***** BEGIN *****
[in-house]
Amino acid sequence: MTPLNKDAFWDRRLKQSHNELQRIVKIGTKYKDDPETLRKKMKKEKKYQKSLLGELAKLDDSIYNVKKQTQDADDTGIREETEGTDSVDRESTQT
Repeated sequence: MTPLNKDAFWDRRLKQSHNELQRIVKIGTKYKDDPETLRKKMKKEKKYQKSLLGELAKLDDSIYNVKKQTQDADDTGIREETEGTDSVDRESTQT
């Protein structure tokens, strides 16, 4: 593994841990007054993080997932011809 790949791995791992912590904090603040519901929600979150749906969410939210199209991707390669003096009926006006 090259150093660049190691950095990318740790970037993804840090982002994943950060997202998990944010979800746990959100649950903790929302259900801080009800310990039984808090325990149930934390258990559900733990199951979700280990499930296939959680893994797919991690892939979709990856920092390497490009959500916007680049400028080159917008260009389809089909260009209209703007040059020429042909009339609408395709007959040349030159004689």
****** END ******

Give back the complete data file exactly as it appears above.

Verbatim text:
[in-house]
Amino acid sequence: MTPLNKDAFWDRRLKQSHNELQRIVKIGTKYKDDPETLRKKMKKEKKYQKSLLGELAKLDDSIYNVKKQTQDADDTGIREETEGTDSVDRESTQT
Repeated sequence: MTPLNKDAFWDRRLKQSHNELQRIVKIGTKYKDDPETLRKKMKKEKKYQKSLLGELAKLDDSIYNVKKQTQDADDTGIREETEGTDSVDRESTQT
């Protein structure tokens, strides 16, 4: 593994841990007054993080997932011809 790949791995791992912590904090603040519901929600979150749906969410939210199209991707390669003096009926006006 090259150093660049190691950095990318740790970037993804840090982002994943950060997202998990944010979800746990959100649950903790929302259900801080009800310990039984808090325990149930934390258990559900733990199951979700280990499930296939959680893994797919991690892939979709990856920092390497490009959500916007680049400028080159917008260009389809089909260009209209703007040059020429042909009339609408395709007959040349030159004689």